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Showing posts from June, 2012

Simply Keshubhai

By Rajiv Shah He was addressed as “dinosaur” by late Congress chief minister Amarsinh Chaudhury, but Gujarat government officials recall him for being too much of a “simpleton”, who easily succumbed to all types of pressures, whether from the family, or bureaucrats, or politicians whom he trusted blindly. Whatever he has been, former chief minister Keshubhai Patel, who has allowed his decades-old association with the BJP to lapse just a few days ahead of his 83rd birthday, July 24, will now attract attention on how he seeks to influence Gujarat’s polity, about to witness assembly elections six months from now. Despite being old, his supporters say, he is seen as “Keshubapa” by the economically better off and socially influential community of Leuva Patels, especially in the Saurashtra region, to which he belongs. I came in contact with Keshubhai in 1998, though I met him once earlier, somewhat briefly, in early 1994 when he was opposition leader in the Gujarat state assembly. In 1998, h

And quiet flows the Narmada…

Medha Patkar By Rajiv Shah It was a Sunday. I was preparing to drive down to Ahmedabad from my Gandhinagar residence on June 17, in the afternoon. Suddenly, I got a phone call from one of the most controversial activists of India, Medha Patkar. She said, she was in Ahmedabad, why not meet? I readily agreed. I may have talked to her several times on phone to find out what she thought on issues related with the Narmada project, but never had an occasion to meet her. She had come to Ahmedabad for the second time in a year to appear in an Ahmedabad court regarding a case involving assault on her during - what many in consider - her "unwarranted" visit to Sabarmati Ashram in 2002 to attend a gathering of Gandhians and activists to protest Gujarat riots. Organizers of the 2002 meeting, including well-known danseuse and activist Mallika Sarabhai, were quick to distance themselves from Patkar’s sudden appearance saying the meeting was in no way "connected with the Narmada cause

Insecure Central ministers vs uneasy Gujarat babus

By Rajiv Shah Last Wednesday, when three senior ministers from Government of India - P Chidambaram, Ambika Soni and Salman Khursheed - landed up in Ahmedabad merely to "showcase" the Centre’s contribution to Gujarat’s development, I was taking a round of Sachivalaya in Gandhinagar. Time was 3.00 pm, and the ministers were about to address the media, which is what they had come for. I entered the room of one of the senior-most bureaucrats, who was found to be frantically changing TV channels in order to catch the station which would broadcast the press conference live. Flanked by three other officials, all working under him, this bureaucrat curtly remarked: "What the hell! Our chief secretary has asked us to watch live the three ministers’ press conference." The officials had their pen and paper ready. Amused, I walked out and moved towards Gujarat chief secretary Achal Kumar Joti's office, just a few yards away. I peeped into the conference room attached to the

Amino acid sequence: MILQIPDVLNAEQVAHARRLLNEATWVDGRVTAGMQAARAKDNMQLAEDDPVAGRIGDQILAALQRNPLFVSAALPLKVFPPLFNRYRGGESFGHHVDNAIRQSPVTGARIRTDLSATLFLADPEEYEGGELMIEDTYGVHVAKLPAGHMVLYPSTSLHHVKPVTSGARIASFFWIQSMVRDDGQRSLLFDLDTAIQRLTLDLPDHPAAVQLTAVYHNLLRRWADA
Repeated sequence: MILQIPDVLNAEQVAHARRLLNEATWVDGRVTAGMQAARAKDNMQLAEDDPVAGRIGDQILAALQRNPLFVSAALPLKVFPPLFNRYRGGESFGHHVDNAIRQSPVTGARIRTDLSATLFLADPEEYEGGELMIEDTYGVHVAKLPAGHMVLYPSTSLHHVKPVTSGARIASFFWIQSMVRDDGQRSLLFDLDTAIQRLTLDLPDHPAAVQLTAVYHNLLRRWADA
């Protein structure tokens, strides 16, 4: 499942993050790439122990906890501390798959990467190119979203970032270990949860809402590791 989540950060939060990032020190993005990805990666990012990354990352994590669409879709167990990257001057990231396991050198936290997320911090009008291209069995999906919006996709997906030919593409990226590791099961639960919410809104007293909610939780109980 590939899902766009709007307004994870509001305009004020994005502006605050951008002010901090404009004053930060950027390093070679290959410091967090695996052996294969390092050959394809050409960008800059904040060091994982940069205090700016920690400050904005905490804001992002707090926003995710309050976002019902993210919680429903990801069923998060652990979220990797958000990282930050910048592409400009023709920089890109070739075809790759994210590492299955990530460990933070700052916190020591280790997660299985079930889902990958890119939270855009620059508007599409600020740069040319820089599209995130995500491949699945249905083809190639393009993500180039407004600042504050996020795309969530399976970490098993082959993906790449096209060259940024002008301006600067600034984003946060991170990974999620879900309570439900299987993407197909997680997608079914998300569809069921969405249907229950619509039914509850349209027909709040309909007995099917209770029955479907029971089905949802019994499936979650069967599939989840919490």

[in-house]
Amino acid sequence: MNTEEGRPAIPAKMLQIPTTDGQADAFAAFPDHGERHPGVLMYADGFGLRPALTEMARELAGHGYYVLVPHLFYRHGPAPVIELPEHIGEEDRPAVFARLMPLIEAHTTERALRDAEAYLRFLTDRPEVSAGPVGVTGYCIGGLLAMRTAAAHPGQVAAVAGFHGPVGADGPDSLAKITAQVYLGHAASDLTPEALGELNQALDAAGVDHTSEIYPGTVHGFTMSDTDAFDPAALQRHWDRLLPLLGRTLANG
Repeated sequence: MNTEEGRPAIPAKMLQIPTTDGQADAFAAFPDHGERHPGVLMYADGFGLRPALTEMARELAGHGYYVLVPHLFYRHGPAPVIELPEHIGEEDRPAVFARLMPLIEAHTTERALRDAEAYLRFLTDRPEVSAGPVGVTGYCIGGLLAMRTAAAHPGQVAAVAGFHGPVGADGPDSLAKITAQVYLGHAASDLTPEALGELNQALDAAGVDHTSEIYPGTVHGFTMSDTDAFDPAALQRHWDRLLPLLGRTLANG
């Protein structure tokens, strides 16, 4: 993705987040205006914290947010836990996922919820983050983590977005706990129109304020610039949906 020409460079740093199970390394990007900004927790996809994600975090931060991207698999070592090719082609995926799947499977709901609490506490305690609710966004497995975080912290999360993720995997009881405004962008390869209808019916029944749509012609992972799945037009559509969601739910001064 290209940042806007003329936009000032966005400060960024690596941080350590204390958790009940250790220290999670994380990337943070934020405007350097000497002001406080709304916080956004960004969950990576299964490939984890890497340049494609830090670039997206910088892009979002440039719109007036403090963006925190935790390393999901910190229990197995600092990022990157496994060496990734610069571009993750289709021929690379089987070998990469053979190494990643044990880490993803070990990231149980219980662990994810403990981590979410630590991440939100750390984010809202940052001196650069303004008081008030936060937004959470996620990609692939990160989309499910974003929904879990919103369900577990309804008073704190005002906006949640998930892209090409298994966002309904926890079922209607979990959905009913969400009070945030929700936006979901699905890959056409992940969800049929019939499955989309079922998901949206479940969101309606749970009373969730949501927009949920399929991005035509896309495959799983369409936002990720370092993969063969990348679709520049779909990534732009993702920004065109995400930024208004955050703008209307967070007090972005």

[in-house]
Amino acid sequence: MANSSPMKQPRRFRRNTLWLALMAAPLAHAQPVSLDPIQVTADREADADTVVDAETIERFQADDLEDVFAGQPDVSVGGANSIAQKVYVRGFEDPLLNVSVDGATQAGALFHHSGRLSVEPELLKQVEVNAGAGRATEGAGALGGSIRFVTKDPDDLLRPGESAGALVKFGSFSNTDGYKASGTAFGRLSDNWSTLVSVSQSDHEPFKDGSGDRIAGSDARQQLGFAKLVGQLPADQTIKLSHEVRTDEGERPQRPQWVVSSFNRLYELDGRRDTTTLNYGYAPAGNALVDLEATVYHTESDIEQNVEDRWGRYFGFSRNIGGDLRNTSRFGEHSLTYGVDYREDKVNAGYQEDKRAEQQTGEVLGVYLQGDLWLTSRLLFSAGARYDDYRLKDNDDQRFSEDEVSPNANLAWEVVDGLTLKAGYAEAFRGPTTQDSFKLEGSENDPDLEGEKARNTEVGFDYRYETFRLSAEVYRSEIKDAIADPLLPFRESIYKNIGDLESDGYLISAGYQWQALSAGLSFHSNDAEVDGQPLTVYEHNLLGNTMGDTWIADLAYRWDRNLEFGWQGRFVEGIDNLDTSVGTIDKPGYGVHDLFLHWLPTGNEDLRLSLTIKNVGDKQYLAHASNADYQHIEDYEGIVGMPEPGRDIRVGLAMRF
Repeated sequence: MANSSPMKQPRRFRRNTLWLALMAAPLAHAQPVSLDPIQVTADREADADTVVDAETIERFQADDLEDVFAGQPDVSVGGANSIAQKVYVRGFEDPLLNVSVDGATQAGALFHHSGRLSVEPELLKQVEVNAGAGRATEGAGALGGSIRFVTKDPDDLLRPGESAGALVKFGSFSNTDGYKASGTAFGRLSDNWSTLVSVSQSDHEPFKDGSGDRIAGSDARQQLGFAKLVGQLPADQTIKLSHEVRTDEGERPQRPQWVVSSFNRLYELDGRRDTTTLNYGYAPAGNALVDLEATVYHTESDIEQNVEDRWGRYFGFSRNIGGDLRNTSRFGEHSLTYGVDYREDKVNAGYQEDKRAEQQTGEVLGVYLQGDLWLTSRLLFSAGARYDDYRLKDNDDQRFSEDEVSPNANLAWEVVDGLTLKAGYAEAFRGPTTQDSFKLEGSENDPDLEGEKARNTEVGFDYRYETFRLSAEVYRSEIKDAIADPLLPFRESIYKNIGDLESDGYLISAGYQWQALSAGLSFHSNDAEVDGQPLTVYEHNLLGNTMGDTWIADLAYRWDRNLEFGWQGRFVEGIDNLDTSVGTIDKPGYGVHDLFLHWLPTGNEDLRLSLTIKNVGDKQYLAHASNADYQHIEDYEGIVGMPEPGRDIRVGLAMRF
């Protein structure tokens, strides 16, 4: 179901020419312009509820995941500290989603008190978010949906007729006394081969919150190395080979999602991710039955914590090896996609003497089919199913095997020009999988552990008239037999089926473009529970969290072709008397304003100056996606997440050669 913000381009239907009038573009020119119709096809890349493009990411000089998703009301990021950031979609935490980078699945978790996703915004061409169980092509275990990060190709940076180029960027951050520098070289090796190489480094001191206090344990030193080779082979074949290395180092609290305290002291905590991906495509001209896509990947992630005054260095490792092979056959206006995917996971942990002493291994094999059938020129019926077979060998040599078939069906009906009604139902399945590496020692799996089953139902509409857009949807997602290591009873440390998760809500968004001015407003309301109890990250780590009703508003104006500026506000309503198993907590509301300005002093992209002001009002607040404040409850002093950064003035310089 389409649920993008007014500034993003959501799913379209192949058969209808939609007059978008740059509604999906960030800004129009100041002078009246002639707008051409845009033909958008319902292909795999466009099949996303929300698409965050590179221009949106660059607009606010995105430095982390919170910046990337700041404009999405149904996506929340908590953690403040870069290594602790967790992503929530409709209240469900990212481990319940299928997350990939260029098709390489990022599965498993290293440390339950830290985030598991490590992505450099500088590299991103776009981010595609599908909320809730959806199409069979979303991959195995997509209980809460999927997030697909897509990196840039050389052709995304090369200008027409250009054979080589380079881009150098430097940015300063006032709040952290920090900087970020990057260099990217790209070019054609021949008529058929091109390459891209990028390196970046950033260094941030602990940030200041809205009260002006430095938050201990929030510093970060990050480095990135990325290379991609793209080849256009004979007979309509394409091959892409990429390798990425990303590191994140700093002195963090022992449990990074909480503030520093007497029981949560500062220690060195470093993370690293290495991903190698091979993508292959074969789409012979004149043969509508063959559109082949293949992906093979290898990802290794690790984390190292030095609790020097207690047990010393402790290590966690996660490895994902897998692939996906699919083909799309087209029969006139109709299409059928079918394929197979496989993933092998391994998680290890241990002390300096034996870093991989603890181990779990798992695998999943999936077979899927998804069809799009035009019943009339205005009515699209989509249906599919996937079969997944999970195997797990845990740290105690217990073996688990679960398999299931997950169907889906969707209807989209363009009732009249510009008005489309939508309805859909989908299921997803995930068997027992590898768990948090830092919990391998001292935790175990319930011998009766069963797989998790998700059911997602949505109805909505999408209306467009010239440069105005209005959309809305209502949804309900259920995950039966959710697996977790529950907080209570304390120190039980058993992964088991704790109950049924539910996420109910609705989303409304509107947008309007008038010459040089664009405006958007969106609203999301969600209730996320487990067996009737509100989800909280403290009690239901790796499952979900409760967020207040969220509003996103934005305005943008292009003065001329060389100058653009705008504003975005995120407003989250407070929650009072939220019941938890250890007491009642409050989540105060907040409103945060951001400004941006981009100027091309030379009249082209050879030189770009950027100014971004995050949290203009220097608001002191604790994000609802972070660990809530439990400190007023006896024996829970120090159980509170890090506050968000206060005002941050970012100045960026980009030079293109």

Lies, damn lies, and statistics

YK Alagh By Rajiv Shah Does Gujarat government fudge figures to “prove” its success story? The suspicion is, indeed, not new. I recollect how chief minister Narendra Modi, post-2002 riots, insisted for at least three continuous years that Gujarat’s annual rate of growth was 14.6 per cent. I also believed him (and his aides) till one fine day a senior bureaucrat showed me unofficially – that the high rate was being shown even for the year when it was around six per cent! At a press conference that followed – a rarity nowadays – I asked Modi about his comment on this six per cent. He looked around for a while, and on getting a reply from an aide murmured, “When you are already on a high pedestal, it is difficult to go higher.” One can possibly say, then, he had political reasons for hyping Gujarat’s growth story. He wanted to establish himself, wanted people to forget riots and see how Gujarat had already become No 1 under him. Things, apparently, have not changed more than half-a-decade